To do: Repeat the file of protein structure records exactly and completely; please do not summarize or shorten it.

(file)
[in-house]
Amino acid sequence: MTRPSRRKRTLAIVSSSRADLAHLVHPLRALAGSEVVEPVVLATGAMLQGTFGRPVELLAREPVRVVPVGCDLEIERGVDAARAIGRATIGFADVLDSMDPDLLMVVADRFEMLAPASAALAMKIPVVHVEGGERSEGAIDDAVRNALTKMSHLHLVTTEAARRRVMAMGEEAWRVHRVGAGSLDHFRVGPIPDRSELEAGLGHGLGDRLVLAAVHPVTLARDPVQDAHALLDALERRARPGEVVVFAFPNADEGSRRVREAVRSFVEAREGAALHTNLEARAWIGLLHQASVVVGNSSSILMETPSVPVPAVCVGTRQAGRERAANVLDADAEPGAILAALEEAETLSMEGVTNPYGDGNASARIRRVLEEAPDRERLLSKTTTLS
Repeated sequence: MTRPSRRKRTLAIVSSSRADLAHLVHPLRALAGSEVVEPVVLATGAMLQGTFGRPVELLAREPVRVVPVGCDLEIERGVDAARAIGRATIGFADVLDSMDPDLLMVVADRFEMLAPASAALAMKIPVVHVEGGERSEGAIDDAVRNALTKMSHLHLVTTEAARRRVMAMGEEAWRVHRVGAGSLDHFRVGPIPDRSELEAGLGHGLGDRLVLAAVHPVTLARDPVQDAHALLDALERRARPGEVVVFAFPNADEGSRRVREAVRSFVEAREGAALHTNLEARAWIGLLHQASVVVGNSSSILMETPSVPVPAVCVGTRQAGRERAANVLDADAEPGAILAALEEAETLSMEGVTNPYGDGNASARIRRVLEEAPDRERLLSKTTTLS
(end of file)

[in-house]
Amino acid sequence: MTRPSRRKRTLAIVSSSRADLAHLVHPLRALAGSEVVEPVVLATGAMLQGTFGRPVELLAREPVRVVPVGCDLEIERGVDAARAIGRATIGFADVLDSMDPDLLMVVADRFEMLAPASAALAMKIPVVHVEGGERSEGAIDDAVRNALTKMSHLHLVTTEAARRRVMAMGEEAWRVHRVGAGSLDHFRVGPIPDRSELEAGLGHGLGDRLVLAAVHPVTLARDPVQDAHALLDALERRARPGEVVVFAFPNADEGSRRVREAVRSFVEAREGAALHTNLEARAWIGLLHQASVVVGNSSSILMETPSVPVPAVCVGTRQAGRERAANVLDADAEPGAILAALEEAETLSMEGVTNPYGDGNASARIRRVLEEAPDRERLLSKTTTLS
Repeated sequence: MTRPSRRKRTLAIVSSSRADLAHLVHPLRALAGSEVVEPVVLATGAMLQGTFGRPVELLAREPVRVVPVGCDLEIERGVDAARAIGRATIGFADVLDSMDPDLLMVVADRFEMLAPASAALAMKIPVVHVEGGERSEGAIDDAVRNALTKMSHLHLVTTEAARRRVMAMGEEAWRVHRVGAGSLDHFRVGPIPDRSELEAGLGHGLGDRLVLAAVHPVTLARDPVQDAHALLDALERRARPGEVVVFAFPNADEGSRRVREAVRSFVEAREGAALHTNLEARAWIGLLHQASVVVGNSSSILMETPSVPVPAVCVGTRQAGRERAANVLDADAEPGAILAALEEAETLSMEGVTNPYGDGNASARIRRVLEEAPDRERLLSKTTTLS